This experiment recalls the challenges faced by the pioneers of cinema and retrieves the fantasy of the 19th century stereoscopic apparatus. In 1891, Edson already intended to bestow stereoscopic depth on the Kinetograph images that would be seen through the Kinetoscope. In 1856, only two years after being founded, the London Stereoscopic Company sold half a million stereoscopic viewers. Also in the mid-19th century the Fotoplastikon Warszawski (Warsaw Stereoscope) was invented in Poland. In the pre-cinema age, stereoscopic photography provided a new experience of perceiving reality, giving viewers a new level of immersion into the images, as if traveling to remote places and personally partaking in far-off events. Stereoscopic views of the city and other places were already being shown to the public in 1905, with the inauguration of the Fotoplastikon Warszawski in Al. Jerozolimskie 51, Warsaw, which remains open for visitation to this day. The Warsaw Fotoplastikon is the only attraction of its kind still operating at its original address.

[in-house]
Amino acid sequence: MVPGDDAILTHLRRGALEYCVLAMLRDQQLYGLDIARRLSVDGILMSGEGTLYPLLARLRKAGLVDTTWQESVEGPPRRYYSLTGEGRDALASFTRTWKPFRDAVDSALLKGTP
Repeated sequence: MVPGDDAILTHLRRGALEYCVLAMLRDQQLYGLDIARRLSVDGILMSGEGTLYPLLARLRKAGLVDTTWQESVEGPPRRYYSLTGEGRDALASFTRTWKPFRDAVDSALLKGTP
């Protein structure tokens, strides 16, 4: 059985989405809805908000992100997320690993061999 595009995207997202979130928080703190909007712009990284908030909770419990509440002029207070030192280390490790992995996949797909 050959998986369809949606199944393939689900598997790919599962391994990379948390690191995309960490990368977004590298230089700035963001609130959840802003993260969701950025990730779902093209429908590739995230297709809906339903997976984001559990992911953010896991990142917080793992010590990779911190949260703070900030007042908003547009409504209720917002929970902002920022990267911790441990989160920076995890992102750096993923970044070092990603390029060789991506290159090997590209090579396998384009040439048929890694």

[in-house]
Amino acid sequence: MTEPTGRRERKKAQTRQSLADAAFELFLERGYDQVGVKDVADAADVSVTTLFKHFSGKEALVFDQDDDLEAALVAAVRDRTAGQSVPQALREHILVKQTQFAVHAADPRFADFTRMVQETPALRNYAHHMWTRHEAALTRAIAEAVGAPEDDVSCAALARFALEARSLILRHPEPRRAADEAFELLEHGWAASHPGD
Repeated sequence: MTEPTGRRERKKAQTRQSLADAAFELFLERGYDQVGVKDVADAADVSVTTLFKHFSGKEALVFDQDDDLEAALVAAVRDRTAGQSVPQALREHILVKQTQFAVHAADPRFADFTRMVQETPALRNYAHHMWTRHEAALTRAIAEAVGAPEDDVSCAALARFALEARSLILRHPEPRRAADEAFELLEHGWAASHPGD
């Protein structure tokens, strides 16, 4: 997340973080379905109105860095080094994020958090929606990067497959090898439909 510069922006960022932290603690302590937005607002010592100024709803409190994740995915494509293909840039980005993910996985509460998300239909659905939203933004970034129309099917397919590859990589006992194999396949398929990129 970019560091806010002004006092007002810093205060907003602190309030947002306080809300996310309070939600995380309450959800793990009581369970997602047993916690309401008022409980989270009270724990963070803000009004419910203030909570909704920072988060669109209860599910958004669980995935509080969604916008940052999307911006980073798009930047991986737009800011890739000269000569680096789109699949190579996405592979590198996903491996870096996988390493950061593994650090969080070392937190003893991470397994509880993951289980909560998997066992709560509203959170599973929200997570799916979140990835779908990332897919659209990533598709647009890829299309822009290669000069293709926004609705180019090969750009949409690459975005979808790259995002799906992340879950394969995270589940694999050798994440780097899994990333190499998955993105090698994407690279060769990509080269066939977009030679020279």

In 1935, Louis Lumière remade the Arrival of a Train at a Station (L’arrivée d’un train en gare de La Ciotat, 1895) in a stereoscopic version, which remake was possibly the true motive for the famous amazement at the realism of the images usually attributed to the public projection of L’arrivée d’un train en gare de La Ciotat in 1896. Walter Benjamin has reported on more than one occasion his stereoscopic experience with the Kaiserpanorama in Berlin in 1900. The German thinker mentions the public’s fascination with travel photographs and uses the stereoscope as a metaphor of the new configuration of modernity, with images “arranged as if they had come out of drawers,” brightly coloured scenes and objects against backdrops with towering buildings and forts, inherited from the Tsarist regime in the city of Riga. Later, Benjamin draws attention to the time required to give such detail to these new three-dimensional scenes, and suggests that the “stereoscopic look” should be cultivated in order to tackle deep down the “historical shadows.” All this “stereoscopic heritage” of still and moving images served as inspiration for the EstereoEnsaios project: scenes that take us back to the history of equipment that shows “views”, the arbitrary movement of nature, machines and the human body, full of sensuality in light of the stereoscopic device.